Is China poised to become the world’s next superpower? This question is increasingly asked as China’s economic growth surges ahead at more than 8% a year, while the developed world remains mired in recession or near-recession. China is already the world’s second largest economy, and will be the largest in 2017. And its military spending is racing ahead of its GDP growth. read more
Keywords: China, Chinese Economy
"This paper asks whether increases in government spending stimulate private activity. The first part of the paper studies private spending. Using a variety of identification methods and samples, I find that in most cases private spending falls significantly in response to an increase in government spending. These results imply that the average GDP multiplier lies below unity. In order to determine whether concurrent increases in tax rates dampen the spending multiplier, I use two different methods to adjust for tax effects. Neither method suggests significant effects of current tax rate changes on the spending multiplier. In the second part of the paper, I explore the effects of government spending on labor markets. I find that increases in government spending lower unemployment. Most specifications and samples imply, however, that virtually all of the effect is through an increase in government employment, not private employment. I thus conclude that on balance government spending does not appear to stimulate private activity."
Keywords: Government Spending, Private Activity
I also like this: "If you have to spend all your time as a speculator you do not have time for anything else"
Kewords: Monetary Policy, Speculation
.."public companies have been central to innovation and job creation. One reason why entrepreneurs work so hard, and why venture capitalists place so many risky bets, is because they hope to make a fortune by going public. IPOs provide young firms with cash to hire new hands and disrupt established markets. The alternative is to sell themselves to established firms—hardly a recipe for creative destruction. Imagine if the fledgling Apple and Google had been bought by IBM."..
Keywords: IPOs, Public Companies
Brad Feld explains that it is very difficult to grow a venture capital firm. It might be better not to grow the subsequent funds and to focus on being really excellent in what you do, finding great companies and supporting them.
Keywords: Venture Capital, Fund Raising, Fund Life Cycle
"The standard venture-capital contract rewards entrepreneurs only for creating successful companies that go public or are acquired on favorable terms. As a result, entrepreneurs receive no help from venture capital in avoiding the huge idiosyncratic risk of the typical venture- acked startup. Entrepreneurs earned an average of $9 million from each company that succeeded in attracting venture funding. But entrepreneurs are generally specialized in their own companies and bear the burden of the idiosyncratic risk. Entrepreneurs with a coefficient of relative risk aversion of two would be willing to sell their interests for less than $1 million at the outset rather than face that risk. The standard financial contract provides entrepreneurs capital supplied by passive investors and rewards entrepreneurs for successful outcomes. We track the division of value for a sample of the great majority of U.S. venture-funded companies over the period form 1987 through 2005. Venture capitalists received an average of $5 million in fee revenue from each company they backed. The out, Tside investors in venture capital received a financial return substantially above that of publicly traded companies, but that the excess is mostly a reward for bearing risk. The pure excess return measured by the alpha of the Capital Asset Pricing Model is positive but may reflect only random variation."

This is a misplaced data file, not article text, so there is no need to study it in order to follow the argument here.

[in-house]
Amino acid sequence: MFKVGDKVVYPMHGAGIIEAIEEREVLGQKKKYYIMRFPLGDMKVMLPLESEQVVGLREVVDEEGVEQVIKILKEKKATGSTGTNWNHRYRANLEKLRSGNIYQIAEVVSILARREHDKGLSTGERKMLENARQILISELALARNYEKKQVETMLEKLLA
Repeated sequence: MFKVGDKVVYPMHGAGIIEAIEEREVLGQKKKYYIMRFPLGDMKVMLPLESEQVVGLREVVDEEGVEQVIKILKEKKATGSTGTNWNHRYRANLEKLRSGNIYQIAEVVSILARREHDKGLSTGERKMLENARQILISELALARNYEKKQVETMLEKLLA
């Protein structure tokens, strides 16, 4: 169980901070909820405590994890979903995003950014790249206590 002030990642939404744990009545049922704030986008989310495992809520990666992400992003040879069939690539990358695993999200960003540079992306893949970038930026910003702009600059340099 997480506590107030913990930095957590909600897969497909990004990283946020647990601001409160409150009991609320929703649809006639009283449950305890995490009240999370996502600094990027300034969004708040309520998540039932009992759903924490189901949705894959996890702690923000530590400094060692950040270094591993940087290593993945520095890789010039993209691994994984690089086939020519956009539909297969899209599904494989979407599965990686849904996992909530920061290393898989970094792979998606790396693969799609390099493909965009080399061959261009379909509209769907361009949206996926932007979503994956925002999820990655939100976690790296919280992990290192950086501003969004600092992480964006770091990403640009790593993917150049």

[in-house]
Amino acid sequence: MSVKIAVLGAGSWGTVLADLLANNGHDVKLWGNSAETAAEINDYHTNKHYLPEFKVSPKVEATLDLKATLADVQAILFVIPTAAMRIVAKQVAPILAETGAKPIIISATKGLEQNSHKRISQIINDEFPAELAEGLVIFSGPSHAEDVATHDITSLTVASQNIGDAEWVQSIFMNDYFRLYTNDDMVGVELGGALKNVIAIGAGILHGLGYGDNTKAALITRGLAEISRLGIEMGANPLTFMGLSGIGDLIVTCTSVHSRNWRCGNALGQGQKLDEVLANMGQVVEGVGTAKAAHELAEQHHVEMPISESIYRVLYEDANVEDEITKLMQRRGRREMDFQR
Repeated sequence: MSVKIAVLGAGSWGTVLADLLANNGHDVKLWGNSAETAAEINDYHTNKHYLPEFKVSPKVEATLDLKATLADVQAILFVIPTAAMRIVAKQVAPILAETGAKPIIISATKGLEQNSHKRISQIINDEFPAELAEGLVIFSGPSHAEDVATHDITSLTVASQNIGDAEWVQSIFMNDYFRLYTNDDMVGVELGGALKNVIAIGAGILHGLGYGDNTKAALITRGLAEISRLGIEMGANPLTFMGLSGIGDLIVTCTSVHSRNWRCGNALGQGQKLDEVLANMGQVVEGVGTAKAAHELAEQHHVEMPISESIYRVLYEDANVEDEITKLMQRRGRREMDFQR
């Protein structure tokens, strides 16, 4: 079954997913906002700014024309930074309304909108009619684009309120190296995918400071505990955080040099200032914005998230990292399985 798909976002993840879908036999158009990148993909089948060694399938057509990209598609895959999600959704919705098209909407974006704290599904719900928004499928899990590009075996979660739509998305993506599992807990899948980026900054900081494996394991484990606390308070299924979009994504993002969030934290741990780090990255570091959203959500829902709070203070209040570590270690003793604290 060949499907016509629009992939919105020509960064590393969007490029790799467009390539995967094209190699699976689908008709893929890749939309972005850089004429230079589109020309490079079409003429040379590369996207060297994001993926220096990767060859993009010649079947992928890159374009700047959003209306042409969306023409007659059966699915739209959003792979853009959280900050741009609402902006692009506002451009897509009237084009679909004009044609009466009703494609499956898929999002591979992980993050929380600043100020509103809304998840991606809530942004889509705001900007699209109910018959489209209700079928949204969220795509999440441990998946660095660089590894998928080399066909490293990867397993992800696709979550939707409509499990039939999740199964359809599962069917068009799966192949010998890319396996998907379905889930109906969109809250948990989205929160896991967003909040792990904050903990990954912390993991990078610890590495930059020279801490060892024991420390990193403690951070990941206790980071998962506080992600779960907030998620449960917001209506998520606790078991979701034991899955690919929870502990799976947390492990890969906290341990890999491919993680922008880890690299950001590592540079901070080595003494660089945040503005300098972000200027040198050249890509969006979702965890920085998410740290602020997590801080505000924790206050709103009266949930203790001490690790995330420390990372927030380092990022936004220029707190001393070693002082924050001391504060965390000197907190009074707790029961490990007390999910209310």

Keywords: Venture Capital, Idiosyncratic Risk, Risk Adjusted Returns
Looking at the poor performance of venture capital firms in many European countries, policy makers might be better off to attract the most experienced firms from abroad rather than try to boost activity with local firms which have limited experience.
"We document geographic concentration by both venture capital firms and venture capitalfinanced companies in three cities – San Francisco, Boston, and New York. We find that firms open new satellite offices based on the success rate of venture capital-backed investments in an area. Geography is also significantly related to outcomes. Venture capital firms based in locales that are venture capital centers outperform, regardless of the stage of the investment.
Ironically, this outperformance arises from outsized performance outside of the venture capital firms’ office locations, including in peripheral locations. Outperformance of non-local investments suggests that policy makers in regions without local venture capitalists might want to mitigate costs associated with established venture capitalists investing in their geographies rather than encouraging the establishment of new venture capital firms."
Keywords: Venture Capital, Entrepreneurial Clusters